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Borough industry growth at standstill

Annual report shows no major expansions, setbacks in economy from last year

Posted: Friday, October 31, 2003

Kenai Peninsula Borough industries showed no major expansions during 2002, but neither were there major setbacks.

That's the conclusion reported in the 2002 Situations and Prospects, a publication produced annually by the borough's Community and Economic Development Division. The report, which was issued earlier this month, analyzes a variety of statistics from industry, business and other state and borough demographic information.

The document, compiled and produced by borough economic analyst Jeanne Camp, offers other bits of data that add up to a picture of the overall economy of the borough last year.

Taxable sales in 2002 surpassed those of 2001, though total gross sale numbers were slightly behind those of the previous year.

The assessed value of new construction permits issued last year was second only to 1995 when the $35 million Alaska SeaLife Center was permitted, demonstrating that construction activity in 2002 was strong.

Construction activity was up in borough cities where building permits are required. The value of all permits in 2002 reached nearly $46 million, a jump of 1.9 percent over 2001. Last year saw a 23.3 percent increase in the number of permits over 2001, for a total of 370 permits, the highest volume on record, according to the report.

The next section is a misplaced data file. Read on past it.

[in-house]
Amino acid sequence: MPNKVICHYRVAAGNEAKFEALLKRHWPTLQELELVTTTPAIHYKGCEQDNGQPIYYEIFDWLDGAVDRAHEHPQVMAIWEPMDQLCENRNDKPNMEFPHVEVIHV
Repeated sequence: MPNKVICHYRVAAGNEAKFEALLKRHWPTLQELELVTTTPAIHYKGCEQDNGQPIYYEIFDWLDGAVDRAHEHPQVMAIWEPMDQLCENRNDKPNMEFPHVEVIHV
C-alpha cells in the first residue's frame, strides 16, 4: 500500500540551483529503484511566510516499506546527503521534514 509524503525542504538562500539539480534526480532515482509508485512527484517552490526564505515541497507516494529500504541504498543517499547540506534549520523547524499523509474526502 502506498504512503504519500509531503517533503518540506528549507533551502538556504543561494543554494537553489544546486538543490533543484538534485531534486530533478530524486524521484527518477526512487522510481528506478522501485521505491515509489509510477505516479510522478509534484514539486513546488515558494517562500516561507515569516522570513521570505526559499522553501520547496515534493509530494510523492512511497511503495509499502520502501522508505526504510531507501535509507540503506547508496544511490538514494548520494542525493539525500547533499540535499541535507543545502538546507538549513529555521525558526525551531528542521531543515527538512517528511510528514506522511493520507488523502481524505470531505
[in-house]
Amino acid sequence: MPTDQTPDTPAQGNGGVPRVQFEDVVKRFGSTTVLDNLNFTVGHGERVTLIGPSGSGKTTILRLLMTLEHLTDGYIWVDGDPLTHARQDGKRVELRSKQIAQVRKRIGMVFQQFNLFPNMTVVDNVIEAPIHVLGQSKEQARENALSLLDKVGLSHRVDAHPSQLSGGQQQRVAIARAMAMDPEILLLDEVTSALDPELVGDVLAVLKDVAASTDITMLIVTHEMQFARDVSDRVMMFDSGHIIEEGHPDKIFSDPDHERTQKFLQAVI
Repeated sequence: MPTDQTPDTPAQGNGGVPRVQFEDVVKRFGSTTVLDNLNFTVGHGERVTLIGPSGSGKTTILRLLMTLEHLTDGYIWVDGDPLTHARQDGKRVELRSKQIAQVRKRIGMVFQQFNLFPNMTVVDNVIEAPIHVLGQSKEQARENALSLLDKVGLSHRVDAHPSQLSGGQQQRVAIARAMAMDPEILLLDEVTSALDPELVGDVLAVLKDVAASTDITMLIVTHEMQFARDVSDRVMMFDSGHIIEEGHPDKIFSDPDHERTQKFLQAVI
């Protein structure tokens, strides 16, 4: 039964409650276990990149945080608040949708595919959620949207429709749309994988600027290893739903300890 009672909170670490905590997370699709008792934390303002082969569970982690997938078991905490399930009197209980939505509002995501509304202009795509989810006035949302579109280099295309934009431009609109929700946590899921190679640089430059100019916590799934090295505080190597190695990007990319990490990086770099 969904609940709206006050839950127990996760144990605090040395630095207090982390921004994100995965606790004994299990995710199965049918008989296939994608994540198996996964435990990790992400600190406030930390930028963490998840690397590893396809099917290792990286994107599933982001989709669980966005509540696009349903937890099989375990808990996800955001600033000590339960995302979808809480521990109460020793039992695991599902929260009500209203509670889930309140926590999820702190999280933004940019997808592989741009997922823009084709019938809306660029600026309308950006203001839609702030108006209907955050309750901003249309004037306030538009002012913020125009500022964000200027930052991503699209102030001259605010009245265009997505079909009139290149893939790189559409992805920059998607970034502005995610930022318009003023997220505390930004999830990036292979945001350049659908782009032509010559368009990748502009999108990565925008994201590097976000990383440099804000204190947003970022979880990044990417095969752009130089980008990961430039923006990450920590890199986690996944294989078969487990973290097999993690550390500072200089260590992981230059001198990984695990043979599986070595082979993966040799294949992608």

Meanwhile, employment showed some weakness as the average unemployment rate rose to 10.5 percent from 9.3 percent during 2001. That reflected growth in the labor force that outpaced growth in the actual number of jobs, the report said. According to Alaska Department of Labor and Workforce Development, statistics showed the borough's population grew by 2 percent over 2001, rising to 51,187 from 50,185. The growing population base continues the 2-percent-per-year 1990-2000 U.S. Census trend.

The report also included data about commercial fishing.

For instance, it was noted that the average perpound price of sockeye salmon rose slightly to 69 cents after a three-year fall from $1.39 per pound in 1999 to a low of 65 cents a pound in 2001. The average weight of sockeyes rose from 5.6 pounds in 2001 to 6.3 pounds in 2002. So did the total harvest, which hit 3.47 million sockeyes in 2002, marking the second year in a row showing an increase. Meanwhile, the ex-vessel value, which had fallen from $9 million in 2000 to $7.81 million in 2001, grew to $11.66 million in 2002.

Preliminary numbers associated with all species of salmon sockeye, chinook, coho, pink and chum show a total catch of more than 56.6 million pounds with estimated gross earnings of more than $17.3 million, a figure expected to rise.

Homer and Seward, the two top landing ports in the 3A regulatory region of the Pacific halibut fishery, saw the bulk of the landed halibut poundage taken in peninsula waters. Some 917 landings in Homer brought in over 13.6 million pounds, while 446 landings in Seward listed just under 7.56 million pounds. Overall, the commercial halibut catch brought in nearly 21.5 million pounds in 1,413 landings at borough ports.

In the oil and gas industry, the figures were mixed. The roughly 11.3 million barrels of oil produced by Cook Inlet wells in 2002 represented a 1.85 percent decrease in oil production from 2001. Unocal took its Baker and Dillon offshore oil production platforms out of service because of poor production.